Fagan (pictured in 1987) said he was upset that no one from the drama contacted him before they made the televised version of the incident

Fagan (pictured in 1987) said he was upset that no one from the drama contacted him before they made the televised version of the incident

An out-of-work painter and decorator with convictions for heroin dealing and a number of petty crimes, Fagan was struggling after the breakdown of his marriage – his wife, Christine, had left him just weeks earlier. 

In a 1993 radio interview Fagan told listeners: ‘The Queen, to me, represented all that was keeping me down and [my] lack of voice… I just wanted her to know what it feels like to just be an ordinary chap trying to make ends meet.’ 

Fagan was arrested but wasn’t charged with trespassing because it was a civil offence and would have compromised the Queen’s role as head of state if she had to appear in court to give evidence.

It was one of the worst royal security blunders in modern history, which led the then-home secretary Willie Whitelaw to offer the Queen his resignation. She didn’t accept. 

He was charged with burglary after quaffing a bottle of expensive red wine in the palace but was acquitted after a trial at the Old Bailey in September 1982. He was then sent to a psychiatric hospital for three months.  

WHAT HAPPENS IN THE FIFTH EPISODE OF THE CROWN? 

The fifth episode of the new series, which launched on Sunday, opens with global news reports of a break-in at Buckingham Palace: an intruder had climbed over a fence and into the palace grounds, before scaling a drainpipe and entering the royal quarters. 

During the episode, Tom Brooke’s Michael Fagan struggles to cope with the breakup of his relationship and can be seen joining long lines of people signing up for the dole.

As he sits on the bus driving past Buckingham Palace, he is inspired to break in by scaling a fence and entering the grounds.

He enters the building through a window and is able to walk into the throne room, where he sits in one of the thrones, before drinking a bottle of wine and smashing a vase.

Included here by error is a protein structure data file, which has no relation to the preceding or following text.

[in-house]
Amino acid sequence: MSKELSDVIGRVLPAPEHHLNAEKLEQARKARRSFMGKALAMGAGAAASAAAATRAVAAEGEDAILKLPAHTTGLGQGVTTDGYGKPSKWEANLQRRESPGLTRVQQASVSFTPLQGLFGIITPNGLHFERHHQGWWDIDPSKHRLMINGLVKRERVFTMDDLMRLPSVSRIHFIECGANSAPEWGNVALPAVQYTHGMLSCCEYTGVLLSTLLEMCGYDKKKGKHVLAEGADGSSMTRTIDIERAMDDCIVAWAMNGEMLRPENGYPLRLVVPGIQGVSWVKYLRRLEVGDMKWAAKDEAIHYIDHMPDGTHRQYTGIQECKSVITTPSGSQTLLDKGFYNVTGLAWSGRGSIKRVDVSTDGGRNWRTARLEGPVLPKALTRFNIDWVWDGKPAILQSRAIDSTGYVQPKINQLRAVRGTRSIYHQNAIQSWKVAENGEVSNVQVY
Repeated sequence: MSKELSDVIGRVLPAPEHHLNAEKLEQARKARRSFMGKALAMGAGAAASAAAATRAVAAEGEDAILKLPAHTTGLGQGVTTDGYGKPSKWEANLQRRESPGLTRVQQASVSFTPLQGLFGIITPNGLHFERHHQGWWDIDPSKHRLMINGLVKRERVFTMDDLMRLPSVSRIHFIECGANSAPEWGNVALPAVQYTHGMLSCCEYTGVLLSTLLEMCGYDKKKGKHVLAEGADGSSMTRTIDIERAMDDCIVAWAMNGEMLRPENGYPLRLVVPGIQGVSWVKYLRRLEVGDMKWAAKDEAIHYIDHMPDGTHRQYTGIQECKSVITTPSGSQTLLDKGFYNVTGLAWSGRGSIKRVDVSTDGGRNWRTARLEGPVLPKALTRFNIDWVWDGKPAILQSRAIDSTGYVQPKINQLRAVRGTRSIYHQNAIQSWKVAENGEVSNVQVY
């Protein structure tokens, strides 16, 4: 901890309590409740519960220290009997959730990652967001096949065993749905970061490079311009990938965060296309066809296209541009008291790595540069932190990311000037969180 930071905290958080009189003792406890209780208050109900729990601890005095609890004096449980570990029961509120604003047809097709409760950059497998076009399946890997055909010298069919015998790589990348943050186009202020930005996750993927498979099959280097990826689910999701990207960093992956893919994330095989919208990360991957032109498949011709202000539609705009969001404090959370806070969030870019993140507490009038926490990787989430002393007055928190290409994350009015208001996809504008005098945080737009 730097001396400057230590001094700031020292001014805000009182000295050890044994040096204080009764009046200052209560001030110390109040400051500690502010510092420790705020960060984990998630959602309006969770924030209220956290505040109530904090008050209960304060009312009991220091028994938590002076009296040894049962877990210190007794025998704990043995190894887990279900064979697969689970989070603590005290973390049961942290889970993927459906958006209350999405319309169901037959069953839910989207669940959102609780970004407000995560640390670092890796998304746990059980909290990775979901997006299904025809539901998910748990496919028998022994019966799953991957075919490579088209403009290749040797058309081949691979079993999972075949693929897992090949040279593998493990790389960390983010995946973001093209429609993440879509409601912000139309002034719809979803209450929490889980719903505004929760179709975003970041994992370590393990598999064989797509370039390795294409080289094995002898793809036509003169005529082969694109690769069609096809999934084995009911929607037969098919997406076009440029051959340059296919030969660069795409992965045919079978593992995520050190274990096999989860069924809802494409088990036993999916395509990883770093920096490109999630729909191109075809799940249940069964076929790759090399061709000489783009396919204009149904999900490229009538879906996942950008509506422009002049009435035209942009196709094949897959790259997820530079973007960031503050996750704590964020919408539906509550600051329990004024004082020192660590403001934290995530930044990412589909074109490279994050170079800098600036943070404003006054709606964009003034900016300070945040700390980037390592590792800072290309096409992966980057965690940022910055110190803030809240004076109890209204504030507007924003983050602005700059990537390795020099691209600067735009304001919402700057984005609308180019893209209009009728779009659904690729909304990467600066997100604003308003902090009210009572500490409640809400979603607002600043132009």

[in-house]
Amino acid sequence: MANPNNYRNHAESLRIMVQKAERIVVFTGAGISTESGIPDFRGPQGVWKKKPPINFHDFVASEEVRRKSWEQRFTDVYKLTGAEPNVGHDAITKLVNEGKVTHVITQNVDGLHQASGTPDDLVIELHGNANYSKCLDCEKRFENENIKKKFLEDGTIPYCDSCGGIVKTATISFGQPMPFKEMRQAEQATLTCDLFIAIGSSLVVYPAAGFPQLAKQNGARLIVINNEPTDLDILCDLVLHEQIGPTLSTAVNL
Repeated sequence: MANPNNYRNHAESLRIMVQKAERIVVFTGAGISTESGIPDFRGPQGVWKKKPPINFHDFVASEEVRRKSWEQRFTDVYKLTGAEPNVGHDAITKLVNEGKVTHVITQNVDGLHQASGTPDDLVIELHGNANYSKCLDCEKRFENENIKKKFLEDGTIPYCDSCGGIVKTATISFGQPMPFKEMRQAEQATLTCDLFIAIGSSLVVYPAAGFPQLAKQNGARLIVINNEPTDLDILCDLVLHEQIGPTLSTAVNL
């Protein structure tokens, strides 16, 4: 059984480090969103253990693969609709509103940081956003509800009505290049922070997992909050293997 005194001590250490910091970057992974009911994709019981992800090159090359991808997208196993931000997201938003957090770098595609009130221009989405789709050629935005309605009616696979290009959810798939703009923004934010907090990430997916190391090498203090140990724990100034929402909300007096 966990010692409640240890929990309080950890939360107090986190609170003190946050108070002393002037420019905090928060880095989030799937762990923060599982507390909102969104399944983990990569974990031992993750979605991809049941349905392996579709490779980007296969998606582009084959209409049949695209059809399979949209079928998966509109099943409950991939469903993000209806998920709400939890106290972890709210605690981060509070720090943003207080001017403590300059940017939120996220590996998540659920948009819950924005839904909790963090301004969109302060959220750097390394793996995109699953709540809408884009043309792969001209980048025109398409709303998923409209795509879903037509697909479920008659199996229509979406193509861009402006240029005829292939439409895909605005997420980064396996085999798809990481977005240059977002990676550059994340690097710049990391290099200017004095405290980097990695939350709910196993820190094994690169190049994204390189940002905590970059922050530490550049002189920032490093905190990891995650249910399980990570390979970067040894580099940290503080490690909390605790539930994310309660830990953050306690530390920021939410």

Later, Prince Philip and the Queen, who are staying at Windsor, are told about the intruder at the palace.

In another scene, Fagan breaks in again by smashing a window, before strolling through the palace and into the Queen’s bedroom. 

The intruder approaches the Her Majesty’s bedside, where she is asleep and drowsily wakes up, mistaking him for Prince Philip. After Fagan sits on the bed, the Queen wakes up with a start and demands that he ‘get out’.

Fagan tells her he just ‘wants to tell her what’s going on in the country…because either “she doesn’t know or doesn’t care”.’

When the Queen tries to reach for the phone, Fagan pulls it from her hand and ask her to ‘give him a minute.’ 

He explains: ‘I just thought it might be good for you to meet someone normal who can tell it to you as it is.’ 

The pair discuss the state of the building, with Fagan calling it ‘rundown’, before the conversation turns to politics.

Fagan tells her: ‘You’re my last resort, someone who can actually do something.’  He pleads with the monarch to ‘save us all from her… Thatcher. She’s destroying the country.’  

The Queen, dressed in her nightgown, sits down with Fagan to tell him ‘the state can help with all of this’ .

They discuss where he lives, as well as whether Thatcher is becoming too ‘presidential’, with Fagan warning the monarch that ‘she’ll be after your job.’

The conversation ends with the interruption of a maid with the Queen’s morning tea, who fetches a policeman.

As the security guard bursts into the room, the Queen shakes his hand and tells him: ‘I shall bear in mind what you’ve said.’ 

Later Margaret Thatcher goes on to apologize to the Queen for the ‘troublemaker’ who ‘resorted to violence’ by breaking into the palace.

The Queen tells her: ‘He wasn’t violent. The only person he hurt was himself. While he may be a troubled soul, I don’t think he’s entirely to blame for it himself.’

She goes on to cite unemployment figures to Thatcher, who says: ‘If unemployment is temporarily high, it is a necessary side effect to the medicine we are administering to the British economy.’

But the Queen expresses sympathy for Fagan, questioning the prime minister about the state of the ‘moral economy’ in the UK.